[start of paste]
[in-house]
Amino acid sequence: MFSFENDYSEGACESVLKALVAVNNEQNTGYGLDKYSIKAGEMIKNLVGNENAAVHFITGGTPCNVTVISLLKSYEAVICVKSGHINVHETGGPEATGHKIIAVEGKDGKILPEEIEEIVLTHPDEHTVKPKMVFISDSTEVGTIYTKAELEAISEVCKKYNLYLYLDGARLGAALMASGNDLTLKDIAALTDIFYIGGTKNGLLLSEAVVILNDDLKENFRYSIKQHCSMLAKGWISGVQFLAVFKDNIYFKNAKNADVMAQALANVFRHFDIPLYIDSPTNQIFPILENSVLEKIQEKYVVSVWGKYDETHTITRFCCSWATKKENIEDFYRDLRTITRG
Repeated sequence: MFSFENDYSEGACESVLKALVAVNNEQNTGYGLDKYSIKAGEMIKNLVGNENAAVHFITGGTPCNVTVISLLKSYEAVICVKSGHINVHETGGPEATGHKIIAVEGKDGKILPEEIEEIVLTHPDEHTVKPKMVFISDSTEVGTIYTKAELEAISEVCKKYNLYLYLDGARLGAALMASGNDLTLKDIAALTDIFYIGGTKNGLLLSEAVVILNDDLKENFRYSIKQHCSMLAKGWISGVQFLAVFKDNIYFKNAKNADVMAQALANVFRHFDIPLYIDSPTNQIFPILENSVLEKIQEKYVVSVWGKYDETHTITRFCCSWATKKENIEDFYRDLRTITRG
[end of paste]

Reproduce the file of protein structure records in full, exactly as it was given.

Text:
[in-house]
Amino acid sequence: MFSFENDYSEGACESVLKALVAVNNEQNTGYGLDKYSIKAGEMIKNLVGNENAAVHFITGGTPCNVTVISLLKSYEAVICVKSGHINVHETGGPEATGHKIIAVEGKDGKILPEEIEEIVLTHPDEHTVKPKMVFISDSTEVGTIYTKAELEAISEVCKKYNLYLYLDGARLGAALMASGNDLTLKDIAALTDIFYIGGTKNGLLLSEAVVILNDDLKENFRYSIKQHCSMLAKGWISGVQFLAVFKDNIYFKNAKNADVMAQALANVFRHFDIPLYIDSPTNQIFPILENSVLEKIQEKYVVSVWGKYDETHTITRFCCSWATKKENIEDFYRDLRTITRG
Repeated sequence: MFSFENDYSEGACESVLKALVAVNNEQNTGYGLDKYSIKAGEMIKNLVGNENAAVHFITGGTPCNVTVISLLKSYEAVICVKSGHINVHETGGPEATGHKIIAVEGKDGKILPEEIEEIVLTHPDEHTVKPKMVFISDSTEVGTIYTKAELEAISEVCKKYNLYLYLDGARLGAALMASGNDLTLKDIAALTDIFYIGGTKNGLLLSEAVVILNDDLKENFRYSIKQHCSMLAKGWISGVQFLAVFKDNIYFKNAKNADVMAQALANVFRHFDIPLYIDSPTNQIFPILENSVLEKIQEKYVVSVWGKYDETHTITRFCCSWATKKENIEDFYRDLRTITRG